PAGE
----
After the brief relief of some cool weather last week, the heat and humidity have returned. September 15th and still the almost unbroken heat of summer is with us. Luckily I am comfortable indoors, but it does curtail my outdoor activities, and has all summer long.
What to do with the vintage blackberries Attila brought up from the freezer!?!
The basement is now an ongoing project, as Attila has begun to move materials out of the basement and into the garage. Yesterday Attila was getting something out of the freezer and bumped into five small containers of wild blackberries. We picked them when we were living at the country house, just down the country road from our property. They are at least four years old, but I think they are probably older than that. I became aware of them when Attila said in passing that he was throwing out some old blackberries from the freezer. To Attila they were ewwww!
I don’t think so! I requested that he bring them up to the kitchen so that I could have a look at them. A bit of freezer burn, a bit of ice accumulation from the move from the country house to Mist Cottage, but otherwise sound.
Last night, about an hour before bed time, I got started on the great blackberry project. I emptied the blackberries into a large saucepan, removed as much of the accumulated ice as possible, and put them on a low heat to come to a gentle boil. They were boiled for 15 minutes, then mashed with a potato masher. Next, a cotton rag (gross, this was a portion of an old pair of cotton underpants that has worn out, was cut into pieces, used many times and washed many times, very clean now) was placed in the large sieve, placed on a 4 cup measuring cup, and the straining process began. I helped it along by pressing with a metal spoon from time to time, and stirring it. Overnight a plate was placed over the mash in the sieve, and a weight put on it (a full jar of peanut butter).
This morning, a wide mouth mason jar, and two saved commercial jars were sterilized in boiling water. The metal spoon was used to transfer the mash to the mason jar. A tablespoon of apple cider vinegar was added to the mash, then filtered water to cover the mash. I stirred it all together, let it settle a bit, and dropped in the new pickle pebble. The pickle pebble sank a bit into the mash, so I gently added bits of water until it was all was covered by water. A coffee filter was put over the top of the jar, and a canning ring screwed down over it to hold it in place. A label was applied noting the contents and date of creation. This will sit for two weeks, then be strained again (mash to the composter), and left to make vinegar… at least that is the plan, no recipe, so results may not be according to plan.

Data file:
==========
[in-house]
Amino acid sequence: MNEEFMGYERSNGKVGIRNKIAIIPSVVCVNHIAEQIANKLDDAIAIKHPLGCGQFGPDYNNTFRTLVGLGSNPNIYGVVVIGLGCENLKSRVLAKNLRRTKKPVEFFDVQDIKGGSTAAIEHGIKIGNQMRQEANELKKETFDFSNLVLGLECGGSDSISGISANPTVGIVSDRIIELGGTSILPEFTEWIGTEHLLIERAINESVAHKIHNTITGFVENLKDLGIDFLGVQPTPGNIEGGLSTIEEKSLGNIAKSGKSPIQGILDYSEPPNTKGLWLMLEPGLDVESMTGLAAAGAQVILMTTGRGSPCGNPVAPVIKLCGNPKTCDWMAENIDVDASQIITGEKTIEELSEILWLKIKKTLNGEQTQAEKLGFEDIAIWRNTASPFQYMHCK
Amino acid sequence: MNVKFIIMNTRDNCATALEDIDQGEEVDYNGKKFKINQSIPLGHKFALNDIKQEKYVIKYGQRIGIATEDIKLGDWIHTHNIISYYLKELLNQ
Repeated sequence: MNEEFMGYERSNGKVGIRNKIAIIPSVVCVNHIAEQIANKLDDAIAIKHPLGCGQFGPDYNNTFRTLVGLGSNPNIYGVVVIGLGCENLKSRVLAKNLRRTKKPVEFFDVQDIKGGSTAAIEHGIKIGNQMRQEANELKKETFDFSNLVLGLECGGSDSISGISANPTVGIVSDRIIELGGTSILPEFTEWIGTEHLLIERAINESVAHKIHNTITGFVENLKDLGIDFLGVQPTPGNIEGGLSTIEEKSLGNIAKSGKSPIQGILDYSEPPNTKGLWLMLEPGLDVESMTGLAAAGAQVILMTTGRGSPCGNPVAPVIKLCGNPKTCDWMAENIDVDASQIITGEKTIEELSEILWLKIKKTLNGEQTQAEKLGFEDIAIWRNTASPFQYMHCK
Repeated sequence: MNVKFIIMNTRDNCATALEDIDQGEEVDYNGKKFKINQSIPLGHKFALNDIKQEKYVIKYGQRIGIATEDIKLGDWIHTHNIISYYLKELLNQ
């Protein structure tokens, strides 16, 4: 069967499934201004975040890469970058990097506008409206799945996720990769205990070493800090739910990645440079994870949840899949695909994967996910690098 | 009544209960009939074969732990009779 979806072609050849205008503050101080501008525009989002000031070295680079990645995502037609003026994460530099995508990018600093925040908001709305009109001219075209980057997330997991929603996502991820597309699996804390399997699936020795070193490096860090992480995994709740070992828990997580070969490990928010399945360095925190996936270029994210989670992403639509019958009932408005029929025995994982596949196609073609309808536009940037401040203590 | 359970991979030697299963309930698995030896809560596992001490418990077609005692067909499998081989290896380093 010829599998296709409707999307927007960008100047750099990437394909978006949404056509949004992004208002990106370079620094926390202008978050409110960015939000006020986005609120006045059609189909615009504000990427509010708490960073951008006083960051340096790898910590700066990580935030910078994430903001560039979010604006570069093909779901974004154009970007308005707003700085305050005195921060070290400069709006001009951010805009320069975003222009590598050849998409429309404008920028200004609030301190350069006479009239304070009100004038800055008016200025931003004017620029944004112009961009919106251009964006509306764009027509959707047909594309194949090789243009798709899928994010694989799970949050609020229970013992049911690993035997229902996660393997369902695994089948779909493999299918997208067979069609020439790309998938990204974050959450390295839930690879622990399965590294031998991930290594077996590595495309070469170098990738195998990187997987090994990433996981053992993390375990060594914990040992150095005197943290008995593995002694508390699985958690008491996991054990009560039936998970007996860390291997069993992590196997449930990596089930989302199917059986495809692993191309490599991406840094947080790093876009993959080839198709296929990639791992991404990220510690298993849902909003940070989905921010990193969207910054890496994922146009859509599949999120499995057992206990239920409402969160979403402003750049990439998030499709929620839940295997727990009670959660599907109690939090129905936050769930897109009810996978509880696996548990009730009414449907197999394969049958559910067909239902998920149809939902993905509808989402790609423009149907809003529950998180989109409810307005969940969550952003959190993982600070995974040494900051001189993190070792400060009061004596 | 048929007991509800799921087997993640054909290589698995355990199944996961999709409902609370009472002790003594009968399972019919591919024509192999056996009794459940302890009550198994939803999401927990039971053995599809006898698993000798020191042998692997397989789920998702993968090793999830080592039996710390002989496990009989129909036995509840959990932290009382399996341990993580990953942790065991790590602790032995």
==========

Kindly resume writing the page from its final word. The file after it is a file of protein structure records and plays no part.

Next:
The juice that had been strained from the berries was placed in a large pot, there was just over a cup of juice. A cup of sugar and a tablespoon of lemon juice were added to the juice, it was simmered for five minutes, poured into the waiting sterilized jars, the lids were applied, and there were a jar and half of Blackberry Syrup.
When the jars of Blackberry Syrup cooled, they were labelled and will be stored in the refrigerator for immediate use.
Fermenting is completely new to me. There is much fun to be had trying new things.
Date: 11:00 AM EDT Monday 17 September 2018
Condition: Partly Cloudy
Pressure: 101.7 kPa
Dew point: 20.5°C
Wind: S 22 km/h
Visibility: 24 km
“The world is full of women blindsided by the unceasing demands of motherhood, still flabbergasted by how a job can be terrific and torturous.”
Okay, I can see I’m going to need more explanation about “pickle pebble” than a quick Google search reveals–where what I’m finding is selling the parts to people who already know how to use them. The stuff I learn about here!
(posting from the part of NC that people evacuate to–we were so fortunate)
Good luck with your experiments!
The forecast here says by Saturday we should go down to seasonal temps. We’ll see if that happens.
I love your approach to food—never let anything so to waste! I would have saved the blackberries too. A little freezer burn can’t destroy the goodness in them!
Wendy, SOOOO glad you are safe and sound! Still, I imagine you are getting some bad weather.
Pickle pebbles are glass disks that weigh down the solid fruit in a fermenting mason jar.
I put one in the 1 1/2 litre jar for the apple cider vinegar, and it sank down sideways! lol, they are meant more for solid fruit pieces, rather than the mash I am using. I did get the one for the blackberry vinegar to work as it should after some tweaking, that was in a 1 litre wide mouth mason jar, works a lot better.
Thanks Teri, the kitchen is just one big chemistry and physics lab, focus on oral delight.
I hope the forecast you saw is accurate, uncle! I’ve had enough of 30C humidex, it has been all summer! Autumn soon though, so the weather will be turning with the season if they are right.
Diane, thanks and exactly, a little freezer burn never hurt anyone… and it didn’t affect the quality of the syrup, Attila was amazed at how good it is! I really enjoy using everything to its maximum potential, whenever possible.